terça-feira, abril 01, 2008

Antônio Gonçalves Dias

Antônio Gonçalves Dias
From Wikipedia, the free encyclopedia
Antônio Gonçalves Dias (1823 — September, 1864) was a Brazilian lyric poet.
Dias was born near the town of Caxias, in the state (that time called province) of Maranhão, Brazil. He attended the University of Coimbra, in Portugal. He returned to his native province ill in 1845, well-equipped with legal lore. The literary tendency which was strong within him, however, which led him to try his fortune as an author at Rio de Janeiro. There, he wrote for the newspaper press, appeared as a dramatist, and in 1846 established his reputation by a volume of poems called Primeiros Cantos ("First Chants"), which appealed to the national feelings of his Brazilian readers. They were remarkable for their autobiographic impress and by their beauty of expression and rhythm placed their author at the head of the lyric poets of his country.
In 1848 he followed up his success with Segundos Cantos and Sextilhas de Frei Antão ("Second Chants" and "Sextilles of Friar Antão"), in which, as the title indicates, he puts a number of the pieces in the mouth of a simple old Dominican friar. In the following year, in fulfilment of the duties of his new post as professor of Brazilian history in the Imperial College of Pedro II at Rio de Janeiro, he published an edition of the Annaes Históricos do Maranhão ("Historical Annals of Maranhão") and added a sketch of the migrations of the Indian tribes.
A third volume of poems, which appeared with the title of Últimos Cantos ("Last Chants") in 1851, was practically the poet's last works, for he spent the next eight years engaged under government patronage in studying the state of public instruction in the north and the educational institutions of Europe. On his return to Brazil in 1860, he was appointed a member of an expedition for the exploration of the province of Ceará, was forced in 1862 by the state of his health to try the effects of another visit to Europe, and died in September 1864, the vessel that was carrying him being wrecked off his native shores.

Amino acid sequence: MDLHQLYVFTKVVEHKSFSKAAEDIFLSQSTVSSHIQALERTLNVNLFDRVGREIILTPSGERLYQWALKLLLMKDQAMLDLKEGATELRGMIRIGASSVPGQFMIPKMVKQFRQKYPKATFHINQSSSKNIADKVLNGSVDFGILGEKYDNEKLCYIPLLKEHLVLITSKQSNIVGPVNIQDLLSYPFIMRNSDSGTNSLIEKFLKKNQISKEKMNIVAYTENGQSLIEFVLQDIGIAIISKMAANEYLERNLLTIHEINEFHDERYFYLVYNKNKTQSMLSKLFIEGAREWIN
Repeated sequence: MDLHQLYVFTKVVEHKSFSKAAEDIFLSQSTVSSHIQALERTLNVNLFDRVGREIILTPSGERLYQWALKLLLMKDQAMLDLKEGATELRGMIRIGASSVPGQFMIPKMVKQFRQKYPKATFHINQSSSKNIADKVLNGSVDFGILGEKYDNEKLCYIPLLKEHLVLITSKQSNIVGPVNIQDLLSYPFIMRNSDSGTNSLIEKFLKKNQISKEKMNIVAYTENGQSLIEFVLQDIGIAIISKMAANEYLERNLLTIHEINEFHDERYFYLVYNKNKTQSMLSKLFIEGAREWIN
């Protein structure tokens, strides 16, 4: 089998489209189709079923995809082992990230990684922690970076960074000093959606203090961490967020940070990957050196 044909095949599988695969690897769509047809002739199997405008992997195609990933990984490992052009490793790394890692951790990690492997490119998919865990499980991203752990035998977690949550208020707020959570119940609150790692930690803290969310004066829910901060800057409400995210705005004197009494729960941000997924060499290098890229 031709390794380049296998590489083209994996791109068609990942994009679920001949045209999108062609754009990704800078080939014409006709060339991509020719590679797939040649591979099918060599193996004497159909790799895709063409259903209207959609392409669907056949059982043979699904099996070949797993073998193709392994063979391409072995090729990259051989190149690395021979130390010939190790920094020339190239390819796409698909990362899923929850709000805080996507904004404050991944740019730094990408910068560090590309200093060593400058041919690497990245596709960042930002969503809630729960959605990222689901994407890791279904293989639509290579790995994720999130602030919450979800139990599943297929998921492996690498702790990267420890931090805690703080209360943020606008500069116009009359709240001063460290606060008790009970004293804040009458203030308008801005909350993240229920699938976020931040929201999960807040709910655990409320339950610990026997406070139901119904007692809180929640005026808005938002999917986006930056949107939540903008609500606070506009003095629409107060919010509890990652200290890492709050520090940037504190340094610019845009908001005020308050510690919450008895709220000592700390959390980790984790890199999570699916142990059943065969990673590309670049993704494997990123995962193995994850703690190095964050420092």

While in Leipzig, Germany he published a complete collection of his lyrical poems (which went through several editions), the four first chants of an epic poem called Os Timbiras ("The Timbiras" -- 1857) and a Dicionário da Lingua Tupi ("Tupi Language Dictionary" -- 1858). One of his most famous poems, "Ainda uma vez, adeus" ("Still one more time, goodbye") is supposed to have been inspired by an ill-fated love affair with an aristocratic woman whose family opposed the relationship because of his mulatto heritage.
Two small passages of his Exile Song poem are featured at the beginning of the Brazilian National Anthem's second chorus.

[edit] Works
Canção do Exílio ("Exile Song" -- 1843)
Meditação ("Meditation" -- 1846)
Primeiros Cantos ("First Chants" -- 1846)
Seus Olhos ("Your Eyes" -- 1846)
Segundos Cantos ("Second Chants" -- 1848)
Sextilhas de Frei Antão ("Sextilles of Friar Antão" -- 1848)
I-Juca Pirama (1851)
Últimos Cantos ("Last Chants" -- 1851)
Os Timbiras ("The Timbiras" -- a Brazilian Indian people -- 1857)
Dicionário da Lingua Tupi ("Tupi Language Dictionary" -- 1858)

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